Product characterization

Side-chain distribution

For the product analysis of the glycogen branching enzyme, 20 ml 0.25% (w/v) amylose and 0.25% (w/v) amylopectin was incubated at 65 0 C pH6.5 with 0.125 mg of enzyme for 144 hours. At 73 hours of incubation, an additional 0.06 mg of enzyme was added. 3 ml samples were taken at different time point and 1.5 ml of the sample was debranched with 225 μl IM acetate buffer pH3.8 and 20 μl isoamylase. These samples were incubated for 20 hours at 4O 0 C. All samples were freeze-dried and dissolved in 90% DMSO with a final concentration of 0.25 mg/mL. Samples were analyzed on a high performance anion exchange chromatography system with a pulsed amperometric detection system (HPAECPAD)

Results

Glycogen branching enzyme overexpression and purification The enzyme was overexpressed in a 1 liter culture with a yield of 7 mg. Figure 1 (lane 2) shows that five hours after induction with IPTG a protein band of 60 KDa is observed; the size of this band corresponds with the predicted molecular weight of the T. thermophilus glycogen branching enzyme. In lane 4 it is visible that after sonification and centrifugation the glycogen branching enzyme is located in the supernatant. This supernatant was then further purified by applying a 70°C incubation. At which most of the thermolabile proteins were lost (Figure 1, lane 5). The protein was purified further by performing a HIS-tag purification (Fig. 1 lane 6) The protein was further purified by anion exchange chromatography, resulting in a pure protein preparation.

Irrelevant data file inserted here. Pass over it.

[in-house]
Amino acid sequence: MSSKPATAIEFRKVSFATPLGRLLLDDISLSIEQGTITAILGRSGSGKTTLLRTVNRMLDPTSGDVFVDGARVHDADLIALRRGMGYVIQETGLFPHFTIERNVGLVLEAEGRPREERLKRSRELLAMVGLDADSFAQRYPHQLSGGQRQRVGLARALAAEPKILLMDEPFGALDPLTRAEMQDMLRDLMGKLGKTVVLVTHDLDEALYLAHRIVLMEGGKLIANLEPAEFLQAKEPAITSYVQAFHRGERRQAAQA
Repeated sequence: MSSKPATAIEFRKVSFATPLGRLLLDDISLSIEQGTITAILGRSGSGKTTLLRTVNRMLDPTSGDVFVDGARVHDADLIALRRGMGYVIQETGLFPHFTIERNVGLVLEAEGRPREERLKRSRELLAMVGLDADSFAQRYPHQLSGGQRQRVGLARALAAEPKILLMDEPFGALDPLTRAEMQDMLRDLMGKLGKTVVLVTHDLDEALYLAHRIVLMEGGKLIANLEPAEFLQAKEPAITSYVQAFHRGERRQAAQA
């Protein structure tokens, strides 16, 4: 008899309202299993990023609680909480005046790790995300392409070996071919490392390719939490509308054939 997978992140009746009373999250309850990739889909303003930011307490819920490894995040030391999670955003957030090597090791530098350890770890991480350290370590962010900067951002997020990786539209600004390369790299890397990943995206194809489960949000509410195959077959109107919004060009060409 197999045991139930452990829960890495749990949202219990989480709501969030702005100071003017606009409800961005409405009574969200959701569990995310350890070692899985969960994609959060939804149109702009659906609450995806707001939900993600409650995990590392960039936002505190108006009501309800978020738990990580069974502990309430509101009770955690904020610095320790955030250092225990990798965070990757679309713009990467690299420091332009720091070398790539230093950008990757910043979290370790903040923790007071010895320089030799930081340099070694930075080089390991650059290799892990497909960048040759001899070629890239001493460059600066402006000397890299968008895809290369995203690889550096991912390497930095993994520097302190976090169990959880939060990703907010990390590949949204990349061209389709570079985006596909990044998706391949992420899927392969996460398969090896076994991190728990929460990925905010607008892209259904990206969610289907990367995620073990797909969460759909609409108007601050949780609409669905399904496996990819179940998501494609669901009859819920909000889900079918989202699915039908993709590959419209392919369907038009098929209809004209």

Characterization of the glycogen branching enzyme

A temperature optimum of 65°C was found (Fig. 2). The enzyme is thermostable for at least one hour up to 80 0 C (Figure 3).

Substrate preference

Figure 4 shows that the enzyme has a substantially lower activity on amylopectin compared to amylose. A specific activity of 25,000 units per mg of enzyme was found on amylase, while the specific activity on amylopectin was about 3,700 units/mg of protein. Glycogen branching enzyme product characterization

The side-chain distributions of different glycogen branching enzyme products were determined with either amylose or amylopectin as a substrate.

The product obtained from amylose after 144 hours of incubation had side chains with a degree of polymerization (DP) of 4 until 16 with a majority of DP 6 chains. For the hydrolytic activity the enzyme produces chains with a length of DP 3 until 13 with a majority of DP 7 and DP 11 chains. Interestingly, after a short incubation period of 30 minutes no hydrolytic activity towards amylose is observed (Figure 5). Thus, a short incubation time allows for an increase in side chains while no free oligosaccharides are formed. For the product obtained from amylopectin after 144h of incubation, it was observed that the enzyme transfers side chains of DP 4 until 12. The majority of chains transferred are DP 6 and DP 7. Also, hydrolytic activity on amylopectin is observed. For the hydrolytic activity, the enzyme produces chains of DP 4 until DP 11 with a majority of DP 7 and DP 11 . Also incubation of 30 minute on amylopectin did not give hydrolysis of the amylopectin( Figure 6). With respect to the branching activity, side-chains of DP 5 until DP 13 are transferred with a majority of DP 6 and DP 7 chains. After 30 minutes of incubation the enzyme seems to be slightly more transferring longer chains from DP 11 until DP 12 compared to the amylopectin end product, but it should be noted that method used to determine the side-chain distributions is not quantitative.